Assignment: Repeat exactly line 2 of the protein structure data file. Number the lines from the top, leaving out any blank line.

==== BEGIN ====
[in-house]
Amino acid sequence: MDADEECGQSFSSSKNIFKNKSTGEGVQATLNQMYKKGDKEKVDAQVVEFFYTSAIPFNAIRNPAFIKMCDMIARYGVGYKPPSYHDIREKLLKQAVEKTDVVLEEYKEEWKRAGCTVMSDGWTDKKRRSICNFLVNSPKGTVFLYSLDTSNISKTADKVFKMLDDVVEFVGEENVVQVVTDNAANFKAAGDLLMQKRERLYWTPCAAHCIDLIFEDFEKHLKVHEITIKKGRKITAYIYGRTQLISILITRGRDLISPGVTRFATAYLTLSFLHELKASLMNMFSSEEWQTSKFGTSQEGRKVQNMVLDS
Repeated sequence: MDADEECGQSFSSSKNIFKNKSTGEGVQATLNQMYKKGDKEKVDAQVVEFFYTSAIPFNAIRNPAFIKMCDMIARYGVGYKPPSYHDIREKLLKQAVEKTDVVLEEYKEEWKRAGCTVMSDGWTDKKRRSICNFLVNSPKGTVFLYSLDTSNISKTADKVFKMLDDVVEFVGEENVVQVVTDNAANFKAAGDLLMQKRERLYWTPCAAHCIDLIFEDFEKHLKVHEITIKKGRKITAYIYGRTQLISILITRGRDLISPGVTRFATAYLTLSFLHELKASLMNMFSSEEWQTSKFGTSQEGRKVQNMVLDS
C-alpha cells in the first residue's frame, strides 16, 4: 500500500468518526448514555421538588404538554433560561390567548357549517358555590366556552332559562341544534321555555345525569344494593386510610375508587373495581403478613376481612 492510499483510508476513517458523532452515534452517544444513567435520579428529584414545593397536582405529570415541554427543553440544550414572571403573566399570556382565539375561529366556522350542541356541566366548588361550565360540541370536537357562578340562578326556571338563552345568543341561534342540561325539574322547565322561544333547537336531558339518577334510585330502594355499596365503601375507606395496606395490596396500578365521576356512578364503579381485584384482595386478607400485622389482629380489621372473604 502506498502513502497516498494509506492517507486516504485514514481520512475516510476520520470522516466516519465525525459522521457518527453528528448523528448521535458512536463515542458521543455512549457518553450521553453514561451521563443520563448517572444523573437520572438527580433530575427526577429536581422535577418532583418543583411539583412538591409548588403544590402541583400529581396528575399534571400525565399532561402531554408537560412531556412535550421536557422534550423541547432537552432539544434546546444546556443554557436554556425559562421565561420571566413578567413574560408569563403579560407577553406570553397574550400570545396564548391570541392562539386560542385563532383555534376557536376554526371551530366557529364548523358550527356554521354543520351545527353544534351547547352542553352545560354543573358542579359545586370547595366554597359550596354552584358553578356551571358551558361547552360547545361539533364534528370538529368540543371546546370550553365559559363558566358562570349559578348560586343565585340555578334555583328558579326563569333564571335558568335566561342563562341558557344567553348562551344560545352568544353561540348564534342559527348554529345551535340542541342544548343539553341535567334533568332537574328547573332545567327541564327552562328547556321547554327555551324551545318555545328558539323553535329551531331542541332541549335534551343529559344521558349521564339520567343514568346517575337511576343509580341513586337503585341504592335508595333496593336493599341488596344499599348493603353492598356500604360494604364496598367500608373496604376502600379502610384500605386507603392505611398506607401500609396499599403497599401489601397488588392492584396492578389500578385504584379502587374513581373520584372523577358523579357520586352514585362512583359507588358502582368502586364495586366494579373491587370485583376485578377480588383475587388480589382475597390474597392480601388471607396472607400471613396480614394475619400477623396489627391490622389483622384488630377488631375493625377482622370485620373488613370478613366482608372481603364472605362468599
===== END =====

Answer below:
Amino acid sequence: MDADEECGQSFSSSKNIFKNKSTGEGVQATLNQMYKKGDKEKVDAQVVEFFYTSAIPFNAIRNPAFIKMCDMIARYGVGYKPPSYHDIREKLLKQAVEKTDVVLEEYKEEWKRAGCTVMSDGWTDKKRRSICNFLVNSPKGTVFLYSLDTSNISKTADKVFKMLDDVVEFVGEENVVQVVTDNAANFKAAGDLLMQKRERLYWTPCAAHCIDLIFEDFEKHLKVHEITIKKGRKITAYIYGRTQLISILITRGRDLISPGVTRFATAYLTLSFLHELKASLMNMFSSEEWQTSKFGTSQEGRKVQNMVLDS